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Credit: Sudeep Bhargava

Amid the coronavirus pandemic, a faltering economy, and academic hiring freezes, Penn students entering the workforce are facing an uncertain future.

Many seniors and graduate students find themselves looking for jobs in a poor economy with high unemployment due to the pandemic. Like many universities, Penn announced earlier this month that it would institute a hiring freeze for fiscal year 2021 to mitigate financial losses amid the pandemic. Coronavirus has hit industries ranging from entertainment to retail to academia, leaving students scrambling to navigate an unpredictable job market. 

College senior Serena Miniter had hoped to find work in the entertainment industry after graduation, but the pandemic has put her job search on hold. Miniter said television shows and movies have delayed filming and employers have canceled or postponed job interviews due to coronavirus.

Miniter had planned to go to Los Angeles for job interviews over spring break, but canceled the trip because of coronavirus concerns. She also considered moving to Los Angeles for work after graduation but now plans to stay at home in New York City for the time being.

Miniter said she spends her time outside of class work catching up on current television shows and movies and working on screenplays while her search for a job remains in limbo.

"Everything is very much up in the air right now," she said.

Fifth year Ph.D. business accounting Wharton student Felipe Flores-Golfín said he is on track to complete his program in a year, after which he wants to become an economics professor. He said he anticipates that finding a job at a university will be difficult, as many universities have instituted hiring freezes.

Penn's hiring freeze for the 2021 fiscal year will apply to all positions except grant-funded positions approved by the “highest level of the School/center” to reduce costs. Other efforts to reduce costs include a limited merit increase program which will prevent employees with salaries above $70,000 from an annual wage or stipend increases, restrictions on overtime work, and the elimination of mid-year salary adjustments.

Flores-Golfín added that even after universities lift hiring freezes, Ph.D. students will enter a more competitive field with higher demand for professor positions. Flores-Golfín said that as institutions like Brown University and Stanford University have instituted hiring freezes for the next year, schools with smaller budgets will most likely follow suit.

“For anyone wanting to go to academia, it's probably going to be a little bit tough,” Flores-Golfín said.

He added that students like him will likely turn to work outside academia such as the Federal Reserve, consulting firms, or technology companies like Uber, Google, or Facebook.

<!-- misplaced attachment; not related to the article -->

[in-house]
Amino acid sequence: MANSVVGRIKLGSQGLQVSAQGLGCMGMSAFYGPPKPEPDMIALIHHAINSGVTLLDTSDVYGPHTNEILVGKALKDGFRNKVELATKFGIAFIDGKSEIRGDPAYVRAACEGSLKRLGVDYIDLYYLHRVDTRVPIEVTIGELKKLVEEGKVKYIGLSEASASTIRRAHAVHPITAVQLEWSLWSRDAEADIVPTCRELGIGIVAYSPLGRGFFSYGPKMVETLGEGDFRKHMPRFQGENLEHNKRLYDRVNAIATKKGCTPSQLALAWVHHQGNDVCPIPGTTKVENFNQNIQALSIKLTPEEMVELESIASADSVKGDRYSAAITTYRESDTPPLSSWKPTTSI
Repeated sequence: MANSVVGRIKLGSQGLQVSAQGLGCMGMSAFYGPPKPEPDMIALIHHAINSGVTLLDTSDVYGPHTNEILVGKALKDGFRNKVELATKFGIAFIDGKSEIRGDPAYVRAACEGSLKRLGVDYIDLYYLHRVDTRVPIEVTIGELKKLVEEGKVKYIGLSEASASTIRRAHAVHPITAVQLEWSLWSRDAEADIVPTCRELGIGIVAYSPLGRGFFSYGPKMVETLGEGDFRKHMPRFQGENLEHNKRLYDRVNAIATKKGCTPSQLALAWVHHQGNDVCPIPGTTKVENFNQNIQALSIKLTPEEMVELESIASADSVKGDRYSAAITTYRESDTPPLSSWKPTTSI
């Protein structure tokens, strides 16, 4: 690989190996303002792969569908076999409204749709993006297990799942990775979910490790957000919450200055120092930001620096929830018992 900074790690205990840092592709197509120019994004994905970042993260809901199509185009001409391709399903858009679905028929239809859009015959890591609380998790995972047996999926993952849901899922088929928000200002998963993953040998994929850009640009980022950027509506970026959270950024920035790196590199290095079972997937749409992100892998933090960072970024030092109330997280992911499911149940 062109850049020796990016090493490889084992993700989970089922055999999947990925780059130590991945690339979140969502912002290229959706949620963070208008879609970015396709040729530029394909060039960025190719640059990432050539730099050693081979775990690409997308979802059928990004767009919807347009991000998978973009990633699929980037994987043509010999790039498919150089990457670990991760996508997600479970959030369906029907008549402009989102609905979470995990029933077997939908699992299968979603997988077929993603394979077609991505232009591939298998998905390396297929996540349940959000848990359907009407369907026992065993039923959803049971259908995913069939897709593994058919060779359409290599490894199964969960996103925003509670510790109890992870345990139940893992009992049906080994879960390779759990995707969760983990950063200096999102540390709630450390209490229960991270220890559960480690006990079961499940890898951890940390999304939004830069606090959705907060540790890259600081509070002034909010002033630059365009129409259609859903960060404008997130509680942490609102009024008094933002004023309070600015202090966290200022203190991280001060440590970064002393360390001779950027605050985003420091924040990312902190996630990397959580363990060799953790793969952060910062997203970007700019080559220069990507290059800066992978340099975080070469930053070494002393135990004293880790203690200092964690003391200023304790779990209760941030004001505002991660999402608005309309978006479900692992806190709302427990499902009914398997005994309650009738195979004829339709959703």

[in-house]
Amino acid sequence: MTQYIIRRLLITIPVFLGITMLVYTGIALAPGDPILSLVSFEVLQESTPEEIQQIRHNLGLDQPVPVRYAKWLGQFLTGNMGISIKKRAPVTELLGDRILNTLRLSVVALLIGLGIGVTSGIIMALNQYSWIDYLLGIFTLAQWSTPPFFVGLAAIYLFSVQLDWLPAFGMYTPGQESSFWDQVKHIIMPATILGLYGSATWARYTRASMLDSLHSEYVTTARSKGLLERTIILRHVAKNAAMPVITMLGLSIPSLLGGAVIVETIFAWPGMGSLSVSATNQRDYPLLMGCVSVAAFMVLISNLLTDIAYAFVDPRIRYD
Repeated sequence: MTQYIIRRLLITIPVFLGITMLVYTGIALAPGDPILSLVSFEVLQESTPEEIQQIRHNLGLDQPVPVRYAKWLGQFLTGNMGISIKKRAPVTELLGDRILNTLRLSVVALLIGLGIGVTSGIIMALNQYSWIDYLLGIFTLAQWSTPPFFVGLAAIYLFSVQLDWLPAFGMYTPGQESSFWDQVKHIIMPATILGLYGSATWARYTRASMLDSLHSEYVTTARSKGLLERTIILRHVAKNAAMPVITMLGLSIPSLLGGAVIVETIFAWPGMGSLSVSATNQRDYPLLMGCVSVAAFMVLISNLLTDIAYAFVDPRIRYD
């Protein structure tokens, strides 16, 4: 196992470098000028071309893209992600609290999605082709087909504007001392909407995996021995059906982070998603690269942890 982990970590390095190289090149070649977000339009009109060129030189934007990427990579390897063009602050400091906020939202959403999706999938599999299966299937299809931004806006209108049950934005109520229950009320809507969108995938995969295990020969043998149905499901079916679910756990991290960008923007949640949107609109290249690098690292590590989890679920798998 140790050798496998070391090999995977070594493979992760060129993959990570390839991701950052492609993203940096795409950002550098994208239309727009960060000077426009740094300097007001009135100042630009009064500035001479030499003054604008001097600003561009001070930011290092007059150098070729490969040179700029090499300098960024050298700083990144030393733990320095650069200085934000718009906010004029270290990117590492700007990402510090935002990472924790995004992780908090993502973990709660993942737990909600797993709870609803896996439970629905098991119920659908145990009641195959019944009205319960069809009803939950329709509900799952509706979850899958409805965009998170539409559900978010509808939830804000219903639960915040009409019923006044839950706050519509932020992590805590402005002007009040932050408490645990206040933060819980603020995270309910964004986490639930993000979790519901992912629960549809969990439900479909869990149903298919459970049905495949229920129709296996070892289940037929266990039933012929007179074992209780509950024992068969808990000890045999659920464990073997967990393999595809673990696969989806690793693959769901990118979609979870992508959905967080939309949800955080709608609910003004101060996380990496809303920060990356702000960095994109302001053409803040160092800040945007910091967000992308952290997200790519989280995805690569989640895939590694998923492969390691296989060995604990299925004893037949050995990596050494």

“[These jobs] are very different from the lives that every single person that started a Ph.D. thought they were going to have, but they're pretty good options,” Flores-Golfín said.

Third-year organic chemistry Ph.D. student Borna Saeednia said that while he still has approximately two more years at Penn, he is concerned about finding a job after earning his Ph.D. degree due to the current hiring freezes and economic downfall.

Saeednia said he also fears, as an immigrant from Iran, that tighter immigration restrictions during the pandemic may limit his ability to finding jobs after graduating.

President and 1968 Wharton graduate Donald Trump signed an executive order on Wednesday limiting immigration in order to “ensure that unemployed Americans of all backgrounds will be first in line for jobs as our economy reopens,” CNN reported

Saeednia said the shutdown of laboratories on campus has put him and his classmates approximately two months behind on their Ph.D. research. Saeednia added that because companies in financial stress often cut the budgets of research and development departments first, chemistry Ph.D. students will have a more difficult time finding jobs in their field after graduation.

College senior Jacob Hershman said the uncertainty about employment and the economy worries him and his classmates as they prepare to graduate.

“I think for a lot of us, self-sufficiency and navigating a professional landscape, irrespective of additional economic turmoil, to the added circumstances, are both sort of conceptually daunting,” Hershman said.

Hershman said while his ideal job is working in government or environmental law, he was also considering entering Philadelphia's service and retail industry after graduation. The pandemic, however, has hit the industry, including restaurants, especially hard and will not be feasible to enter upon graduating, he said. 

“I still wish that things will just revert back to usual, whatever that is," Hershman said. "And I don't know if that's really possible."